Suggestions for Prayer

  • If you haven’t done so already, start a prayer list of individuals for whom you will pray each day. List their names and some specific requests. Record answers to your prayers as you see God moving in their lives.
  • Remember to thank God for their spiritual progress as well as praying for their needs. Let them know you are praying for them. That could be a source of great encouragement for them.
  • If you are at odds with another believer, seek to reconcile immediately (Matt. 5:23-24) so your witness will be strong and the Lord’s name won’t suffer reproach.

For Further Study

Read Philippians 1:9-11 and Colossians 1:9-14.

  • What requests and concerns did Paul express in his prayers?
  • Do your prayers reflect Paul’s priorities? If not, what adjustments must you make to have a more biblical pattern of prayer?

From Drawing Near by John MacArthur 


Joyce Meyer – Taking the Time for Gratitude

At all times and for everything giving thanks in the name of our Lord Jesus Christ to God the Father.

— Ephesians 5:20 (AMPC)

Adapted from the resource The Power of Being Thankful – by Joyce Meyer1 MIN READ

Throughout the Bible, we see people celebrating progress and victory in a variety of ways. One of those ways was to specifically take the time to give an offering to God and to thank Him. Noah did it. Abraham did it. And we can do it too.

We would quickly add a lot of celebration time to our lives if we would take the time to give thanks when God does amazing things for us. An attitude of gratitude shows a lot about the character of a person. It keeps God first, knowing that He is the source of every blessing we receive. Gratitude is never about feeling entitled—it’s an attitude that says, “I know I don’t deserve God’s goodness, but I am sure grateful for it.”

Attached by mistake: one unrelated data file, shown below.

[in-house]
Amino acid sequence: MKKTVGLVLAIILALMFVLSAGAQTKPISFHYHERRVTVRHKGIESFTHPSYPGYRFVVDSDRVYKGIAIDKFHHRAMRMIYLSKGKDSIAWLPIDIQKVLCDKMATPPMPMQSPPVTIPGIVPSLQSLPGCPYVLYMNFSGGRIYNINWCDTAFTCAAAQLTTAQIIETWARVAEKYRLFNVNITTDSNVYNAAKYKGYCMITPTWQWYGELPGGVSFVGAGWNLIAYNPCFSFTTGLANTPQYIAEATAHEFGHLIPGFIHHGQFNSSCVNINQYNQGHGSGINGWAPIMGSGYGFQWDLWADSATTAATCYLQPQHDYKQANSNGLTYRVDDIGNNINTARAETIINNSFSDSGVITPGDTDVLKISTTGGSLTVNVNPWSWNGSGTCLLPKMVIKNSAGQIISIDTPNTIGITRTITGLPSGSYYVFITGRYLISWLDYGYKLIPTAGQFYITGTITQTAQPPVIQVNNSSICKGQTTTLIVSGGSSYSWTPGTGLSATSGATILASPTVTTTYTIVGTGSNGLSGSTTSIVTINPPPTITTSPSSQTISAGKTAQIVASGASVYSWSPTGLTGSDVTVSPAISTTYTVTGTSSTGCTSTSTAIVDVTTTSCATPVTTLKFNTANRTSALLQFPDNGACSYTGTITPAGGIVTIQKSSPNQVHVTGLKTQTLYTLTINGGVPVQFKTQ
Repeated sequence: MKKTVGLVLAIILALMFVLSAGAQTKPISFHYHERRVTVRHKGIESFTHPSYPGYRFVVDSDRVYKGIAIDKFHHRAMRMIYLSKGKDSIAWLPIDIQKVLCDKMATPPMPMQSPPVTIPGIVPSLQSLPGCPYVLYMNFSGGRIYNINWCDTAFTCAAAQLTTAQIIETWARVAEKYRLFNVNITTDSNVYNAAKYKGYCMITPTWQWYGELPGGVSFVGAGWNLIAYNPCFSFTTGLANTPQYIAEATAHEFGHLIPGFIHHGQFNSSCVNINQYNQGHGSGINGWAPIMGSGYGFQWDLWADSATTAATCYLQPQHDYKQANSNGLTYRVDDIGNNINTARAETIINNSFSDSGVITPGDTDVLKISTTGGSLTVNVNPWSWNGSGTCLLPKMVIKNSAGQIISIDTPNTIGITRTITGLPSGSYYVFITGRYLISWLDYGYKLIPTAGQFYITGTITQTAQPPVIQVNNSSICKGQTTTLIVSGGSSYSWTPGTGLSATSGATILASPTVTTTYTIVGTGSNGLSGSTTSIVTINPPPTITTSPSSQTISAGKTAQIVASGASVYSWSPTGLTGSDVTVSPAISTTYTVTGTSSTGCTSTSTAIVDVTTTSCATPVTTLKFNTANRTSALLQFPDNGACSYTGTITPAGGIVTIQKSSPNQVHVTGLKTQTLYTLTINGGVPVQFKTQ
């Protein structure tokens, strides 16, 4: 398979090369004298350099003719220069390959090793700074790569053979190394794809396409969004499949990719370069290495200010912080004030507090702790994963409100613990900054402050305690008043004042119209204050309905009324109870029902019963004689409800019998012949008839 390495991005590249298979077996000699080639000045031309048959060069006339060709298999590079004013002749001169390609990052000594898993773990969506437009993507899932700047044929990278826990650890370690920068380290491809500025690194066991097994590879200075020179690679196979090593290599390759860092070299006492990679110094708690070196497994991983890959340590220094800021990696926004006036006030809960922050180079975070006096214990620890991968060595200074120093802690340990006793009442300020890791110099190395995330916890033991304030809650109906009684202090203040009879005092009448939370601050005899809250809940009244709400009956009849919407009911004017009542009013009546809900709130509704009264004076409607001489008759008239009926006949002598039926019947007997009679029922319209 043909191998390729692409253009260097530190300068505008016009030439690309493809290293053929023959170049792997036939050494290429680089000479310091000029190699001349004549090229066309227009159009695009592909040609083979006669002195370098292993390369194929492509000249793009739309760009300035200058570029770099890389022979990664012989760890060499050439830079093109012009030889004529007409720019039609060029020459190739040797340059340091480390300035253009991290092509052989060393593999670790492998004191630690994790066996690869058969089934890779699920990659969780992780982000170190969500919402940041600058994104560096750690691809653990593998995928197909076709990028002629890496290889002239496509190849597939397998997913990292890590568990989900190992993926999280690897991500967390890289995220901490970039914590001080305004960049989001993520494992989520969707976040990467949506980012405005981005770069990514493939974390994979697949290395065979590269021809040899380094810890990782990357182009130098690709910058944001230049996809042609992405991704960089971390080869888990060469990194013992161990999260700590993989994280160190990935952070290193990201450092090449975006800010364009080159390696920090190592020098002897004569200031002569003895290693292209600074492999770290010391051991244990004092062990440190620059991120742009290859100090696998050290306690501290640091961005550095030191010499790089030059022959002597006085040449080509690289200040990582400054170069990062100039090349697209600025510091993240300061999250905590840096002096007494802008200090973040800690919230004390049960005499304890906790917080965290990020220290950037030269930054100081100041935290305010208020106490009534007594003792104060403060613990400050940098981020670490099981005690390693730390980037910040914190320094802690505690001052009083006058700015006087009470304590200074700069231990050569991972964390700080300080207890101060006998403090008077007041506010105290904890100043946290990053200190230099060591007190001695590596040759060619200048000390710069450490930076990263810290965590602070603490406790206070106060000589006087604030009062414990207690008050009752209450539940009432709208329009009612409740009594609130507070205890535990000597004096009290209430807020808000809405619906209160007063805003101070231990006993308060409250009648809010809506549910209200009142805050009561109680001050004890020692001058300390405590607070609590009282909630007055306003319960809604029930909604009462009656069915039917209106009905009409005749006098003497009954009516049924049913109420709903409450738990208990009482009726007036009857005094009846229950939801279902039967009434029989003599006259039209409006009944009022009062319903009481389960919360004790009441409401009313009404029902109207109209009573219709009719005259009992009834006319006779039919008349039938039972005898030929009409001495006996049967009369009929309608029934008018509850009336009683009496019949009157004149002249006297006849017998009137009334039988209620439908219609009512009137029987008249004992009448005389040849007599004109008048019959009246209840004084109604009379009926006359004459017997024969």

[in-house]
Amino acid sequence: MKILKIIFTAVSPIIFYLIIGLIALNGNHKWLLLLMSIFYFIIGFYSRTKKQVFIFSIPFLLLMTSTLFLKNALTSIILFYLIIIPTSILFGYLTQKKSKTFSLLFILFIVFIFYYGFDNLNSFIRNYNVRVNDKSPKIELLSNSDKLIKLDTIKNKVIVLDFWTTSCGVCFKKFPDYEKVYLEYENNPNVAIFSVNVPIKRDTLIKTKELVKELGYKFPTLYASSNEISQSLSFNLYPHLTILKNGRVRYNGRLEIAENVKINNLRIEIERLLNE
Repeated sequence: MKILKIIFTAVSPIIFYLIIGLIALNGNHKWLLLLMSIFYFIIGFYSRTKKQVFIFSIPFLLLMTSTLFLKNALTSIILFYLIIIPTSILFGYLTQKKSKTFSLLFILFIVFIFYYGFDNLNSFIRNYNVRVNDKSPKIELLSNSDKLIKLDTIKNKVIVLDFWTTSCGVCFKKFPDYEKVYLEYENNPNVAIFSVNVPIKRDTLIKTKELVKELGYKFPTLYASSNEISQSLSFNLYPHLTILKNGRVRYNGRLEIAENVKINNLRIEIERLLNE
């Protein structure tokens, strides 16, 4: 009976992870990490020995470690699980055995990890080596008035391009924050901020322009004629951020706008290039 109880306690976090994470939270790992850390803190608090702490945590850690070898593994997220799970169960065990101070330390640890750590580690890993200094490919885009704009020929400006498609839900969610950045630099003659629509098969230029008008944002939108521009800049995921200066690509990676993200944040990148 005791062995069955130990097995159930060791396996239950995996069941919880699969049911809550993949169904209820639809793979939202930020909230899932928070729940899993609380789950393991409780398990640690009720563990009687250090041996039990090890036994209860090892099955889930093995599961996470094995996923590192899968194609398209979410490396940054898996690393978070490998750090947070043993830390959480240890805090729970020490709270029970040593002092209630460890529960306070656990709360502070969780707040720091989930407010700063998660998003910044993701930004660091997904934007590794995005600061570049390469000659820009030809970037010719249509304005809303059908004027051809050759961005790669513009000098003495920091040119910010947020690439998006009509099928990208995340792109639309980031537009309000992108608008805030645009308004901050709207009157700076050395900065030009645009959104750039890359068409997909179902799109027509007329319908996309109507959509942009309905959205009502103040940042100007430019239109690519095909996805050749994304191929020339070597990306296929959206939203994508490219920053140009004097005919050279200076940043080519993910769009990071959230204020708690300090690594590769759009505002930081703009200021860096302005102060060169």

Prayer of the Day: Father, I am thankful that You have blessed me with so many good things in my life. Today, I take time to meditate on Your goodness and thank You for Your blessings.


Truth for Life; Alistair Begg –Power in Weakness

A thorn was given me in the flesh, a messenger of Satan to harass me, to keep me from becoming conceited. Three times I pleaded with the Lord about this, that it should leave me. But he said to me, “My grace is sufficient for you, for my power is made perfect in weakness.”

2 Corinthians 12:7-9

Difficulties, disappointments, failure, and weakness are all inevitable in life. But have you ever considered the possibility that these limitations may be the key to usefulness in the service of Christ? We often find ourselves saying or thinking something like “If I wasn’t like this, or if my circumstances were different, or if I was healthier or in better shape, then God could and would better use me.” It is easy to wish we could be someone we’re not, instead of believing what the Bible says: that God formed us purposefully, divinely, and intricately in our mother’s womb and has overseen each of our days since then (Psalm 139:13), making and molding each of us as a unique individual.